“Then when you have that system with (assistant coach) Fred Stengel doing the line, with his drills about footwork, wow.”
A guard on offense and an end on defense, Galisewski saw the potential the 1978 team had right away. It began with a huge 13-0 Opening Day triumph at J.P. Stevens, which was on an 11-game unbeaten streak at the time and was a defending sectional champion.
“That was a defining moment, going in there and realizing this was going to set the tone,” Galisewski said.
With only a loss to Westfield again in Game 2, Union – which had to play all of its home games at Linden that year while Cooke Memorial Field was being drained – won five straight before playing at Plainfield the week before the playoffs.
Union and Plainfield battled to a 0-0 tie at Hub Stine Field, with both making the North 2, Group 4 playoffs, Plainfield for the second time. Ironically, both Union and Plainfield lost to Westfield, but Westfield did not make the playoffs after winning the section in 1976 and 1977.
“It was at their field in front of an intense crowd,” Galisewski said of the 0-0 tie vs. Plainfield. “We played well and they played very well. They got down to our five-yard line and on fourth-and-goal we stopped them.”
In the North 2, Group 4 playoffs, Union was the fourth seed and had to travel to Newark’s Schools Stadium to face top-seeded Barringer, which was 7-0-1 and the winner of the section in 1975. Barringer also reached the final in 1977, led by future NFL Hall of Famer Andre Tippett.
“They were a phenomenal team,” Galisewski said, recalling standouts such as Norm Granger. “We had to come back and score late to win that game.”
Union rallied for a thrilling 23-20 triumph to reach its first state championship game.
“I remember Lou coming out to the middle of the field at one point and really looking at us and challenging us,” Galisewski said.
Plainfield, the second seed, defeated Morris Knolls 49-20 in the other semifinal, setting up a second Union-Plainfield matchup.
This time the setting would be Giants Stadium in East Rutherford. Giants Stadium opened in 1976, with the first North 2, Group 4 final being played there the 1977 game that Westfield defeated Barringer 33-12 before a crowd of more than 30,000 fans.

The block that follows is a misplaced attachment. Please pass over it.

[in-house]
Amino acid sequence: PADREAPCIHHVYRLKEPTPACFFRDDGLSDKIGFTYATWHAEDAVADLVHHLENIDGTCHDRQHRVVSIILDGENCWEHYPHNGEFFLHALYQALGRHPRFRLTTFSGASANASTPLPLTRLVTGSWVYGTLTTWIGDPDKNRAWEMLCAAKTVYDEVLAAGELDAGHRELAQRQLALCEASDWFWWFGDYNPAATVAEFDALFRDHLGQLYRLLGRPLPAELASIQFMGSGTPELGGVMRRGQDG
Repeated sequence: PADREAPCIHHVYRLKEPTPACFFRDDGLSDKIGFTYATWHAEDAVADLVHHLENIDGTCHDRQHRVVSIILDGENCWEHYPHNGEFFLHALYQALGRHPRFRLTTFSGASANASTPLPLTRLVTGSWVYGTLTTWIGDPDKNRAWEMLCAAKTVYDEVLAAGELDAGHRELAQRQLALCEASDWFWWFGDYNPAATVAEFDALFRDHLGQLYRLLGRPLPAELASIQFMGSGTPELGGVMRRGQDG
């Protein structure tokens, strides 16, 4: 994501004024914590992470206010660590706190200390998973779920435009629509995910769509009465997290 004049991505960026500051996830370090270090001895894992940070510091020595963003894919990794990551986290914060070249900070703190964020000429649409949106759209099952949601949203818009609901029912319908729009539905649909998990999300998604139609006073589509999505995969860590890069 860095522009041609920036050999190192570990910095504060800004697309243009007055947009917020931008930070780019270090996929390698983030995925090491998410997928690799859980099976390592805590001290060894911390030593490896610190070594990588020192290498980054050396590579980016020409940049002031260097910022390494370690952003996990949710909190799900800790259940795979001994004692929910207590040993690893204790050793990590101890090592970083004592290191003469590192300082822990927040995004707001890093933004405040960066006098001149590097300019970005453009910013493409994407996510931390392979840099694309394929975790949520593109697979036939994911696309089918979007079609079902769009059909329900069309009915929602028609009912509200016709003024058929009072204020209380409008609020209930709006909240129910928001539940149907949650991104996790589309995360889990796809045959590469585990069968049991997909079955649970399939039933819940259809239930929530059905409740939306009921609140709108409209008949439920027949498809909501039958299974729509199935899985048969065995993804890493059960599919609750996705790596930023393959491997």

Both Union and Plainfield were 8-1-1 going into the Dec. 2 clash in Bergen County, each with only a loss to Westfield and a tie against each other.
“The first half was tight,” Galisewski said. “Near the end of the first half we were up only 7-0.”
Quarterback Dom Lorusso, in attendance Saturday night, threw a touchdown pass right before halftime to give Union a two-touchdown lead.
Union managed to keep the Cardinals off the scoreboard for another two quarters en route to a decisive 27-0 triumph for its initial playoff championship.
D’Addio scored two touchdowns, carrying the ball 25 times for 150 yards.
“We ran the ball over and over again with Dave leading the way,” Galisewski said.
Galisewski remembered first practicing at Giants Stadium.
“The adrenaline just at practice was something else, being out there on that field,” Galisewski said. “For the game, I remember getting on the field and looking up. We had a pretty good crowd for that game.”
Asked what he was thinking right before the final gun sounded and the game was over, with Union winning the championship for the first time, Galisewski said, “this is why we’re here tonight, celebrating this championship 35 years later.”
Union repeated as North 2, Group 4 champions in 1979, finishing 10-1 with only a loss at Westfield. The Farmers won both of their playoff games at Giants Stadium that season, first downing Belleville 15-12 in the semifinals.
In the championship game against Livingston, the contest was tied in the third quarter before a huge defensive play propelled Union to go on and score the game’s final three touchdowns.
Union’s 35-14 triumph was sparked by a stop made early in the third quarter by senior linebacker Tommy Blazak. On fourth-and-goal from the Union three-yard line, Blazak – a team captain that year along with Mark Ignatowicz – knocked Livingston running back Fred Apicelli out of bounds before he could reach the end zone.
Livingston, coached by Al Jacobson, argued that Apicelli was in. The referee didn’t see it that way, giving Union the ball at the Livingston one. The Farmers then went 99 yards for what turned out to be the winning touchdown. Union added two more TDs before celebrating a second straight state championship.
Here’s how Blazak describes what the former Union players refer to as, “The Play,” which ended Livingston’s second-half opening drive: “With the score tied 14-14 at halftime, we really felt that momentum would go to the team that scored next. Stan Yagiello, their quarterback, was phenomenal. Things were happening so fast in the secondary that, with the goal line behind us, we really felt the game slipping.